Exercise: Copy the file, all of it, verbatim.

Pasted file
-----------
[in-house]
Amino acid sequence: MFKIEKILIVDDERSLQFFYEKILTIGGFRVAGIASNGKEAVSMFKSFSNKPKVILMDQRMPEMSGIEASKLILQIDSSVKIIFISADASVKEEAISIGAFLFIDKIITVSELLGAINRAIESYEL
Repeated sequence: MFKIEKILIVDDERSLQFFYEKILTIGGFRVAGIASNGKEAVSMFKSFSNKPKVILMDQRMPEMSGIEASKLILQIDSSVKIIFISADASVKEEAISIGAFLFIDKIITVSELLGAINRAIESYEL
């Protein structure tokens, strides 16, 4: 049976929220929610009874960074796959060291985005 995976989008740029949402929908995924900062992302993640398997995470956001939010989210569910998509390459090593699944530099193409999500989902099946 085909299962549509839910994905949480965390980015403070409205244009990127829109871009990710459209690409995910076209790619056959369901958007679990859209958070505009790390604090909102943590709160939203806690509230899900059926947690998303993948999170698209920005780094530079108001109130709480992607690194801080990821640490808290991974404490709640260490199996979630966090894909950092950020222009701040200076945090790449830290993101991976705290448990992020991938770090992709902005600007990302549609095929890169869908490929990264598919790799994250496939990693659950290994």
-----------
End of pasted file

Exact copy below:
[in-house]
Amino acid sequence: MFKIEKILIVDDERSLQFFYEKILTIGGFRVAGIASNGKEAVSMFKSFSNKPKVILMDQRMPEMSGIEASKLILQIDSSVKIIFISADASVKEEAISIGAFLFIDKIITVSELLGAINRAIESYEL
Repeated sequence: MFKIEKILIVDDERSLQFFYEKILTIGGFRVAGIASNGKEAVSMFKSFSNKPKVILMDQRMPEMSGIEASKLILQIDSSVKIIFISADASVKEEAISIGAFLFIDKIITVSELLGAINRAIESYEL
């Protein structure tokens, strides 16, 4: 049976929220929610009874960074796959060291985005 995976989008740029949402929908995924900062992302993640398997995470956001939010989210569910998509390459090593699944530099193409999500989902099946 085909299962549509839910994905949480965390980015403070409205244009990127829109871009990710459209690409995910076209790619056959369901958007679990859209958070505009790390604090909102943590709160939203806690509230899900059926947690998303993948999170698209920005780094530079108001109130709480992607690194801080990821640490808290991974404490709640260490199996979630966090894909950092950020222009701040200076945090790449830290993101991976705290448990992020991938770090992709902005600007990302549609095929890169869908490929990264598919790799994250496939990693659950290994």